COVID-19 in Illinois updates: Here’s what’s happening Tuesday

Chicago’s public health Commissioner Dr. Allison Arwady warned the city, particularly its younger adults, on Tuesday that coronavirus metrics were once again creeping into a danger zone that resembled a previous second surge during last October.

Though the seven-day rolling average of positive cases in Chicago sits at a low-risk 3.2%, Arwady during a Tuesday question-and-answer session said it is “heading the wrong way” and is up from the previous week’s 2.9%.

Meanwhile, a new mass vaccination site will open Friday in a former home improvement store in west suburban Forest Park, Gov. J.B. Pritzker and Cook County Board President Toni Preckwinkle announced Monday.

The Illinois National Guard will run the site, which is designed to be capable of administering 1,000 doses per day at the start. The site will be open to all Illinois residents who are eligible to be vaccinated.

Here’s what’s happening Tuesday with COVID-19 in the Chicago area:

2:26 p.m.: Chicago ‘headed in the wrong way’ as younger adults drive uptick in COVID-19 cases,  public health commissioner warns

Chicago’s public health Commissioner Dr. Allison Arwady warned the city, particularly its younger adults, on Tuesday that coronavirus metrics were once again creeping into a danger zone that resembled a previous second surge during last October.

She echoed Mayor Lori Lightfoot’s Monday remarks that cautioned the city will lose its recent gains under its reopening plan if younger adults do not “remain diligent” in masking and social distancing.

”COVID-19 is still here, folks,” Lightfoot said during a Monday news conference. “It is still real. It is still deadly and unfortunately, it’s still sending people to hospital, every single day. … We will step back and have to close back down if we are not diligent.”

Though the seven-day rolling average of positive cases in Chicago sits at a low-risk 3.2%, Arwady during a Tuesday question-and-answer session said it is “heading the wrong way” and is up from the previous week’s 2.9%. And the daily average cases rose by 23% from last week, according to the city’s dashboard, showing a rise from 285 to 350 cases that can’t be attributed to more testing because daily tests only rose 6%. The city’s caseload is at a “high-risk” category when it hits 300.

Though intensive care unit visits remain at their lowest since the pandemic started, Arwady said those numbers tend to lag case spikes and that emergency department visits from COVID-19 are up 45% in the past two weeks. Read more here. — Alice Yin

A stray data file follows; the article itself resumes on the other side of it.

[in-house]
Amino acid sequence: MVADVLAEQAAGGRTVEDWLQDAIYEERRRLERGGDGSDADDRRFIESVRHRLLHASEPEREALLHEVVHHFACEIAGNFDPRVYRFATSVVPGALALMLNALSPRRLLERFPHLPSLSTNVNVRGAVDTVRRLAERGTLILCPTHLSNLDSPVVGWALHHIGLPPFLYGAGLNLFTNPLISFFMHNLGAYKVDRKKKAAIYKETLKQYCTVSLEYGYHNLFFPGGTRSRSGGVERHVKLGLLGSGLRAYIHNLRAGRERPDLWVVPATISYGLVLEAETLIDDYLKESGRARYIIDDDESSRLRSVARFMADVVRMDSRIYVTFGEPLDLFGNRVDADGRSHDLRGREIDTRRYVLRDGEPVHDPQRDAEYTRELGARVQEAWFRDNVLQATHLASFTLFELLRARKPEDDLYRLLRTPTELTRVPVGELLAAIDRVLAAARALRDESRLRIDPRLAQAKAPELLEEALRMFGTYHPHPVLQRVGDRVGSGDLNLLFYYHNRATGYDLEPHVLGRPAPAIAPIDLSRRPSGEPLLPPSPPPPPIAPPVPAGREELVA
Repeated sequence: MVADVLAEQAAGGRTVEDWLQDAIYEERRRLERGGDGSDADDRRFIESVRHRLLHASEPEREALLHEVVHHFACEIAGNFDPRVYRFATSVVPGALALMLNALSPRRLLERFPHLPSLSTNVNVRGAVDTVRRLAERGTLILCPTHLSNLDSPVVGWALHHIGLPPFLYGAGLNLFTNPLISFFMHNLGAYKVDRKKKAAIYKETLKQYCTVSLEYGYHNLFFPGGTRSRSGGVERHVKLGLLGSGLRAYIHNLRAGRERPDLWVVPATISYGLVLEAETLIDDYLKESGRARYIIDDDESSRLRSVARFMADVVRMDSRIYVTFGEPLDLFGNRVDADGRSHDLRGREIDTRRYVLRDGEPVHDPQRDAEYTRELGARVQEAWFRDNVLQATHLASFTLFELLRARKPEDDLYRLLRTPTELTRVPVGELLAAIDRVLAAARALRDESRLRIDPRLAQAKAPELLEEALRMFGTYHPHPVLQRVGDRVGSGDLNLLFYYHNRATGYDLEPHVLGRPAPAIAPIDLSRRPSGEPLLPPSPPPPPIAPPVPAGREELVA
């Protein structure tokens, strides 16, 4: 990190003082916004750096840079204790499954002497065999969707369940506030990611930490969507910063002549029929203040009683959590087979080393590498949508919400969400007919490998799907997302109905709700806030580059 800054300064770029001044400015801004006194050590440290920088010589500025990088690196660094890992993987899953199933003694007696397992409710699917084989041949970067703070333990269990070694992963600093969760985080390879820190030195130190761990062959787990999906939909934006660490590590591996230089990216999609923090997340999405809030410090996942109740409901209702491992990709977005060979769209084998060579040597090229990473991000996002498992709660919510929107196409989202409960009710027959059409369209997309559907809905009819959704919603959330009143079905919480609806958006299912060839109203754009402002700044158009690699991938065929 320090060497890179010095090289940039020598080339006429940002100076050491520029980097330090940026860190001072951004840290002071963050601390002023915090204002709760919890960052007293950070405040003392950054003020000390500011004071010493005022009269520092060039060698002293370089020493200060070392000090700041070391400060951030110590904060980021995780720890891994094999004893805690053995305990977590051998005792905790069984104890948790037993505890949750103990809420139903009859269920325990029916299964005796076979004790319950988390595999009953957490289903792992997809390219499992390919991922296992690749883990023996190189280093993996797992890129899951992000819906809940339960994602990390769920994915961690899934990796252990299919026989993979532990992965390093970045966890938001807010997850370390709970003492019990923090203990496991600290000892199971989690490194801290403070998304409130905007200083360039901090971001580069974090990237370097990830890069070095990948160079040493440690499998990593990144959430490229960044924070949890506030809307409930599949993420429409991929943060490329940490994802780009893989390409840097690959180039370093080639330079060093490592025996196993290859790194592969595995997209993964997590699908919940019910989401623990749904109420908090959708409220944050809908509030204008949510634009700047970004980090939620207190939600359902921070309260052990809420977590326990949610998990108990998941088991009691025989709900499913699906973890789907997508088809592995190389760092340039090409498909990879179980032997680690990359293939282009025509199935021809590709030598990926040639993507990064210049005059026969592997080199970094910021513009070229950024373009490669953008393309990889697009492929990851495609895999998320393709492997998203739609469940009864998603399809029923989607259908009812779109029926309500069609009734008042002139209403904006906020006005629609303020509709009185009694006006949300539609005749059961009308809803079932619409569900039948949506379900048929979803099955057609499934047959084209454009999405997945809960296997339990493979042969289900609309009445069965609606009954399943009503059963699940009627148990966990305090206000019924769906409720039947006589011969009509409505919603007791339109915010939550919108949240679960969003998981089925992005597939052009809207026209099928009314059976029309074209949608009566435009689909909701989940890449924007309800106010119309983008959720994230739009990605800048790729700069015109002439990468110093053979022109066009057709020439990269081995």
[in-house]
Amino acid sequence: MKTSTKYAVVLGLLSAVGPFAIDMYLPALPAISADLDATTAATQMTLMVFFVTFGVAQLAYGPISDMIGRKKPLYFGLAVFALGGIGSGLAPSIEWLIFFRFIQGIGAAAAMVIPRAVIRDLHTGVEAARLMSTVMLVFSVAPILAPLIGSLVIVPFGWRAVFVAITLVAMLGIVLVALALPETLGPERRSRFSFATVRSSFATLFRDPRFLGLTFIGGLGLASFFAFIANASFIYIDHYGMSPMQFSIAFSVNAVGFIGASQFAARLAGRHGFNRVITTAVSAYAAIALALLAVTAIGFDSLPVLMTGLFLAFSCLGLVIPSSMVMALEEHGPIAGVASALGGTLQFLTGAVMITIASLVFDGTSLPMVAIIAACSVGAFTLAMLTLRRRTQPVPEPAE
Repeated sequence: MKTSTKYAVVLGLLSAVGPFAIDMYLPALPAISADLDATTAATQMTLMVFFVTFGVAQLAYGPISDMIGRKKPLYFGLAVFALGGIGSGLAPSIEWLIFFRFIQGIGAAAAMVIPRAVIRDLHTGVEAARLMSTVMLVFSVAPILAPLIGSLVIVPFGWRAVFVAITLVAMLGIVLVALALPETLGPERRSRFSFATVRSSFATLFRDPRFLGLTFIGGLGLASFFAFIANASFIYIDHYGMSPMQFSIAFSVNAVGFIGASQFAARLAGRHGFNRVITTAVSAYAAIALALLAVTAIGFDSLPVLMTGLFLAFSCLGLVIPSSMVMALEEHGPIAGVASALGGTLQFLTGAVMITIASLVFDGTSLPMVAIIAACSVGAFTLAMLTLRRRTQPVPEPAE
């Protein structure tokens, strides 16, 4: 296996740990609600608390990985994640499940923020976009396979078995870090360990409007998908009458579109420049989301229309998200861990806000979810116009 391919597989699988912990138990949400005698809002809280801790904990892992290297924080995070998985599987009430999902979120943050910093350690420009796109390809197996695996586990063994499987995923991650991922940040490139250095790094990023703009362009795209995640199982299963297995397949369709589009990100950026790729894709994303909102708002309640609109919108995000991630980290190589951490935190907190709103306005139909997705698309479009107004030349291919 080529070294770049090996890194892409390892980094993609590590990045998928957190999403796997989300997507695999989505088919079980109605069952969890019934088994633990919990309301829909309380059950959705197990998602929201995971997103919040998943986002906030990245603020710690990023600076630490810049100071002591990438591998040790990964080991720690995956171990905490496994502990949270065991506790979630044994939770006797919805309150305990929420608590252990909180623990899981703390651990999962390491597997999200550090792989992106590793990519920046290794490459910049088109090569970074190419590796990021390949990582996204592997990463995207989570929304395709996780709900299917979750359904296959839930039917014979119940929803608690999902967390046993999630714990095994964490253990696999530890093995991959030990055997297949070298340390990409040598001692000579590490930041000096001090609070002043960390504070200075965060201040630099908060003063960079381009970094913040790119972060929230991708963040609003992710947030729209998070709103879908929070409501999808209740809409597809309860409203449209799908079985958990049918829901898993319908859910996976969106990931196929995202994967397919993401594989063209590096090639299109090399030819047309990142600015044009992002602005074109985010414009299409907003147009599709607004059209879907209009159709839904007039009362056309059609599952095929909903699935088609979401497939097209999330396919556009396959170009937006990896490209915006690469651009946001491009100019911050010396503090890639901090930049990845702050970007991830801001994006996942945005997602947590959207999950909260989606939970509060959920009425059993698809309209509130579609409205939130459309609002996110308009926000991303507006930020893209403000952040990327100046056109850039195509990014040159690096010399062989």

2:01 p.m.: ‘Brain fog,’ blurred vision and loss of taste: 85% of long-haulers who started with mild COVID-19 have 4 or more neurological symptoms, Northwestern study finds

In what is thought to be the first study of its kind, Northwestern doctors found high levels of neurological symptoms among patients who developed long-term COVID-19 symptoms after a relatively mild initial illness that did not require hospitalization.

Eight-five percent of patients reported four or more neurological symptoms, problems such as “brain fog” (or attention and memory problems), loss of taste or smell, headache and blurred vision. In addition, patients experienced non-neurologic symptoms, such as fatigue (85%) and depression or anxiety (47%).

About half of patients in the study missed more than 10 days of work, due to what doctors call long COVID syndrome, or symptoms lasting more than six weeks.

“Long COVID syndrome affects probably millions of people in the world, and people have persistent (neurological) symptoms, and some have cognitive dysfunction that significantly impairs their quality of life,” said study co-author Igor Koralnik, chief of neuro-infectious diseases at Northwestern Medicine. Read more here. — Nara Schoenberg

1:59 p.m.: Michigan, 6 other states moved up Chicago’s emergency travel order

Michigan was among seven states that will be subject to additional coronavirus mitigations under this week’s update of Chicago’s emergency travel order.

Starting Friday, Idaho, Maine, Maryland, Michigan, Minnesota, Montana and West Virginia will move up from the city’s “yellow” tier to the “orange” one, according to a Chicago Department of Public Health news release.

Travelers coming from the latter tier, which will include 26 states, must quarantine for 10 days or test negative for coronavirus no more than 72 hours before arriving. People can avoid either requirement if they have been fully vaccinated at least two weeks earlier.”

Michigan is now third-highest in the country in terms of new COVID cases,” public health Commissioner Dr. Allison Arwady said in a Tuesday news conference. “And it’s surprising because they had been for months one of the best states in terms of COVID control across the whole Midwest.”